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On Monday, the recently scolded Commonwealth Bank of Australia (CBA) announced the immediate resignation of its Group Executive, Financial Services and Chief Financial Officer (CFO), Mr. Rob Jesudason.

Soon thereafter, Block.one – the EOS.IO software publisher – issued a press release declaring the successful appointment of Mr. Jesudason. He will join Block.one “later this year” to take on the role of group president and chief operating officer (COO).

Additionally, Block.one’s Monday announcement revealed that “Jesudason will be a member of Block.one’s Board of Directors and be responsible for scaling the group’s global operations.”

Hong Kong, It’s Been Too Long

Per the CBA’s official statement addressed to shareholders, Jesudason’s new “external role” will be based in Hong Kong; an area he is highly familiar with.

Per his LinkedIn profile, Jesudason has worked from Hong Kong many times before. Across 2006 and 2007, he worked for J.P. Morgan; serving as Managing Director, Asian Special Situations Group. He then transferred to Credit Suisse, where he worked as a managing director; leading both the ‘Asia Pacific FIG’ and the ‘Global Emerging Markets FIG’ from October 2007 through to December 2011.

Joining CBA’s Sydney headquarters in December of 2011, Jesudason internally transferred back to Hong Kong in November of 2014 where, until last July (i.e., when he became CFO), he served as group executive for international financial services.

Executive Exodus Continues For Disgraced Bank

Whilst quick to mention that Jesudason had left “a global top-12 bank by market capitalization at AUD $125 billion” for Block.one, a glaring omission was any mention of some highly pertinent background information that almost certainly prompted the departure of the CBA board member.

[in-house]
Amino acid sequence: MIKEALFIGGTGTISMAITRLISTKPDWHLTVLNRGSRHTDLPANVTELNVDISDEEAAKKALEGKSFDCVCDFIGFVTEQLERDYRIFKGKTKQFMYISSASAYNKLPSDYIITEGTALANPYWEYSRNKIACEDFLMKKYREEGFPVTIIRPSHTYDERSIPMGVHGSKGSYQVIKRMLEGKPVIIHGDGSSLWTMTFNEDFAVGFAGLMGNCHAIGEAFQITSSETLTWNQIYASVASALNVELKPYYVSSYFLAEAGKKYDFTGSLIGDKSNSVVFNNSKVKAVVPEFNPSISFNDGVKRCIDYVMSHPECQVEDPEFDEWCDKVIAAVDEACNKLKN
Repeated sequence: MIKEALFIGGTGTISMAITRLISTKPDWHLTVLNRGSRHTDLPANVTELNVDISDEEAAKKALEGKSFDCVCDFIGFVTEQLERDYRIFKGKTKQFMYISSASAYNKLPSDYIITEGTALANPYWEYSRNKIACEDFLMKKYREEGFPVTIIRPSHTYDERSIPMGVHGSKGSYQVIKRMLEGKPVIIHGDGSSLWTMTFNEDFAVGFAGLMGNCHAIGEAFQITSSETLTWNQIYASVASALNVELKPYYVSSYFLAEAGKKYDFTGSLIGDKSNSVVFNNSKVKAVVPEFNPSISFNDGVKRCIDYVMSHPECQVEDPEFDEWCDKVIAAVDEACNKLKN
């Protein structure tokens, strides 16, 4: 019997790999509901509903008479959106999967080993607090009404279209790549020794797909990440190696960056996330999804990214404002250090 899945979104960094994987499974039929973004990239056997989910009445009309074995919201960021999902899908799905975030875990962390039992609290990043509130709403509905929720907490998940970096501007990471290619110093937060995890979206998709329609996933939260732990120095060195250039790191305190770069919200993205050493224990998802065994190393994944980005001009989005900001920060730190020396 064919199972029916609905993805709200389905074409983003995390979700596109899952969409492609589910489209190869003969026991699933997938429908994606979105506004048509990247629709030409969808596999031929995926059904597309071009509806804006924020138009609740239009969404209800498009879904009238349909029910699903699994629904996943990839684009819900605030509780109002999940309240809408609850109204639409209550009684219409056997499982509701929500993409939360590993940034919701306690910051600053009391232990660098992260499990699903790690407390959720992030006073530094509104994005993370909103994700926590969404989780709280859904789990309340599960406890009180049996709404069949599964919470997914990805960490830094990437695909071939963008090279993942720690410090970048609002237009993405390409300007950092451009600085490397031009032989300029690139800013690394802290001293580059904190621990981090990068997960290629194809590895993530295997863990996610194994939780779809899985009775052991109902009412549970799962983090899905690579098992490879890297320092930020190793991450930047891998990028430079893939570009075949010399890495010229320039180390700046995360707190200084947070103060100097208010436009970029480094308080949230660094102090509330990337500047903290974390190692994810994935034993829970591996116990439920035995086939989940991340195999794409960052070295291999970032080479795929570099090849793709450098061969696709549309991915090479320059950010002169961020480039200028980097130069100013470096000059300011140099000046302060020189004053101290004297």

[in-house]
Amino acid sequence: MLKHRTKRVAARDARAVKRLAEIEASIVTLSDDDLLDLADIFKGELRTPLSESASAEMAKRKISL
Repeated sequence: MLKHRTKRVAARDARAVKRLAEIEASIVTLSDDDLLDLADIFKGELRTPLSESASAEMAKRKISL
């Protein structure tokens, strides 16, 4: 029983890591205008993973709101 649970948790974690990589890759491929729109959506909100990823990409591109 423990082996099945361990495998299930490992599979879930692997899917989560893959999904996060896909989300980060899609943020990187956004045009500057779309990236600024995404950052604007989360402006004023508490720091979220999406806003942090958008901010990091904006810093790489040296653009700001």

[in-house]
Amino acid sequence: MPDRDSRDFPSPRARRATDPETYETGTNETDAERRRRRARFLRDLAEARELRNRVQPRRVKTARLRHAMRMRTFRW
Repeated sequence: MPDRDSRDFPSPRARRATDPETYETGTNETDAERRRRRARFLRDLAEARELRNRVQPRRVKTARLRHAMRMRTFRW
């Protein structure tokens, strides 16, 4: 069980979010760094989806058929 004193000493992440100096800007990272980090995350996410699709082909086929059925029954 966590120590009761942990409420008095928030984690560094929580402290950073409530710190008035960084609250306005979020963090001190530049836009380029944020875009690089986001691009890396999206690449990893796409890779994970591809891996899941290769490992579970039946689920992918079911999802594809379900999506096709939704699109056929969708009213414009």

Indeed, the CBA – which is not only Australia’s largest publicly-listed company (ASX:CBA), by market cap, but also the largest bank in the southern hemisphere – has recently come under intense scrutiny by way of a Royal Commission into Misconduct in the Banking, Superannuation and Financial Services Industry; a formal enquiry that has utterly disgraced the nation’s “big four banks”, and has seen billions wiped off their respective market caps.

With news of Jesudason having quit, the Commonwealth Bank has now parted ways with four senior executives in almost as many weeks. Indeed, just days after the Royal Commission’s first round of hearings (re: consumer lending practices), the besmirched banking giant announced on March 26 that its Group Executive Human Resources, Group Executive Institutional Banking and Markets, and Group Executive Enterprise Services (who also served as Chief Information Officer) “will leave the Bank in the coming months.” This preceded a change in CEOs that transpired on April 9.

Where There’s Smoke…

Whether warranted or otherwise, there’s no disputing the fact that both Block.one and its EOS.IO blockchain protocol have attracted a disproportionate amount of condemnation by certain influential voices within the cryptosphere.

And whilst it’s by no means being asserted that the highly qualified Jesudason is lacking in moral fortitude, it’s rather unnerving to read that today’s appointment concluded what Brendan Blumer (CEO, Block.one) described as a “thorough search for the right individual.”

One can’t help but wonder which other applicants Block.one recruiters evaluated as part of this so-called “thorough search,” for it seems somewhat dubious that their new president and COO is a (now former) senior executive of a bank currently at the heart of a historic royal commission that has unearthed some appalling behaviour. In one telling example, the CBA admitted to having charged clients – both dead and alive – with ongoing fees for advice services never provided.

Separate from the banking royal commission, the Commonwealth Bank also recently admitted to more than 53,000 breaches of the anti-money laundering and counter terrorism financing act. The out-of-favour bank was also the subject of a scathing April 30 report published by Australia’s financial services regulator, APRA.

Notably, the CBA senior executive’s hiring comes just two months after the controversial Brock Pierce parted ways with Block.one; an organization he co-founded and served as chief strategy officer (CSO).

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